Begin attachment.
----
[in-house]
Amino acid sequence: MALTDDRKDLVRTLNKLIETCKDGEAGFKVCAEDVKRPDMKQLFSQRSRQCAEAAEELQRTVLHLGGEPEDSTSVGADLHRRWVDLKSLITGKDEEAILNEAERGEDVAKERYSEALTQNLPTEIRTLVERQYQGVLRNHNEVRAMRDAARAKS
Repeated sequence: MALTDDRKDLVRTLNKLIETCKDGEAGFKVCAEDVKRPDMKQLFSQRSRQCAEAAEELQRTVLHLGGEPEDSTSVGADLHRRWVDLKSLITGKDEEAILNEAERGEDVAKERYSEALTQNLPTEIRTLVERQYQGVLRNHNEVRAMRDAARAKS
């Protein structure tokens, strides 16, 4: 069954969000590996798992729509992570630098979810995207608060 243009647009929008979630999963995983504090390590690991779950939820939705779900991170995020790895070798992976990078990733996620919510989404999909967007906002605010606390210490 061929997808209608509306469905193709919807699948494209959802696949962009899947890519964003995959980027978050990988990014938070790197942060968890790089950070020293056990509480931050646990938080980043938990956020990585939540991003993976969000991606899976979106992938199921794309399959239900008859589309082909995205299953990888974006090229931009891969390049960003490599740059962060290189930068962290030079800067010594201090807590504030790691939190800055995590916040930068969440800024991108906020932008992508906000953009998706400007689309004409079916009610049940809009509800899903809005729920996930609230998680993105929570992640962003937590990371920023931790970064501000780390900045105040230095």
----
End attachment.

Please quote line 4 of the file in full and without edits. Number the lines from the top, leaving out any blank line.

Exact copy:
């Protein structure tokens, strides 16, 4: 069954969000590996798992729509992570630098979810995207608060 243009647009929008979630999963995983504090390590690991779950939820939705779900991170995020790895070798992976990078990733996620919510989404999909967007906002605010606390210490 061929997808209608509306469905193709919807699948494209959802696949962009899947890519964003995959980027978050990988990014938070790197942060968890790089950070020293056990509480931050646990938080980043938990956020990585939540991003993976969000991606899976979106992938199921794309399959239900008859589309082909995205299953990888974006090229931009891969390049960003490599740059962060290189930068962290030079800067010594201090807590504030790691939190800055995590916040930068969440800024991108906020932008992508906000953009998706400007689309004409079916009610049940809009509800899903809005729920996930609230998680993105929570992640962003937590990371920023931790970064501000780390900045105040230095």